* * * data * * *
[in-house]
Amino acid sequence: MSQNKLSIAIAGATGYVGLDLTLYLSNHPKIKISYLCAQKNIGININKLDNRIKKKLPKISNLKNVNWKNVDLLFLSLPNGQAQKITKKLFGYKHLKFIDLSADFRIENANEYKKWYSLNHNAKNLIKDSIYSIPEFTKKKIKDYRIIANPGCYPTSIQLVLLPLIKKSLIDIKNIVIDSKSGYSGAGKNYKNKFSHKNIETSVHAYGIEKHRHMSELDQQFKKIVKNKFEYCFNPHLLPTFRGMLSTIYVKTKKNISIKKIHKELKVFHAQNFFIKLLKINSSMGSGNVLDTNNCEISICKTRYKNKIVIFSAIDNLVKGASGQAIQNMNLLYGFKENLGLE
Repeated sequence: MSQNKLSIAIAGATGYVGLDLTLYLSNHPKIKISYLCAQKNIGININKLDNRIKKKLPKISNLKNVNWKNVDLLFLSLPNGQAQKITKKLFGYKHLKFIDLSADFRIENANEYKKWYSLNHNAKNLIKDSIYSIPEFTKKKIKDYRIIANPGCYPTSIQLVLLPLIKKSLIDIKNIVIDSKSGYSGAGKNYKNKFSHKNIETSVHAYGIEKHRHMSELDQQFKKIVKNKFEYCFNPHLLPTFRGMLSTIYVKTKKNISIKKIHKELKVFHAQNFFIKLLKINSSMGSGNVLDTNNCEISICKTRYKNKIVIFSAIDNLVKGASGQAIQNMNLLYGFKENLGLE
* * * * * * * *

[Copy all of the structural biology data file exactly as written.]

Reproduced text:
[in-house]
Amino acid sequence: MSQNKLSIAIAGATGYVGLDLTLYLSNHPKIKISYLCAQKNIGININKLDNRIKKKLPKISNLKNVNWKNVDLLFLSLPNGQAQKITKKLFGYKHLKFIDLSADFRIENANEYKKWYSLNHNAKNLIKDSIYSIPEFTKKKIKDYRIIANPGCYPTSIQLVLLPLIKKSLIDIKNIVIDSKSGYSGAGKNYKNKFSHKNIETSVHAYGIEKHRHMSELDQQFKKIVKNKFEYCFNPHLLPTFRGMLSTIYVKTKKNISIKKIHKELKVFHAQNFFIKLLKINSSMGSGNVLDTNNCEISICKTRYKNKIVIFSAIDNLVKGASGQAIQNMNLLYGFKENLGLE
Repeated sequence: MSQNKLSIAIAGATGYVGLDLTLYLSNHPKIKISYLCAQKNIGININKLDNRIKKKLPKISNLKNVNWKNVDLLFLSLPNGQAQKITKKLFGYKHLKFIDLSADFRIENANEYKKWYSLNHNAKNLIKDSIYSIPEFTKKKIKDYRIIANPGCYPTSIQLVLLPLIKKSLIDIKNIVIDSKSGYSGAGKNYKNKFSHKNIETSVHAYGIEKHRHMSELDQQFKKIVKNKFEYCFNPHLLPTFRGMLSTIYVKTKKNISIKKIHKELKVFHAQNFFIKLLKINSSMGSGNVLDTNNCEISICKTRYKNKIVIFSAIDNLVKGASGQAIQNMNLLYGFKENLGLE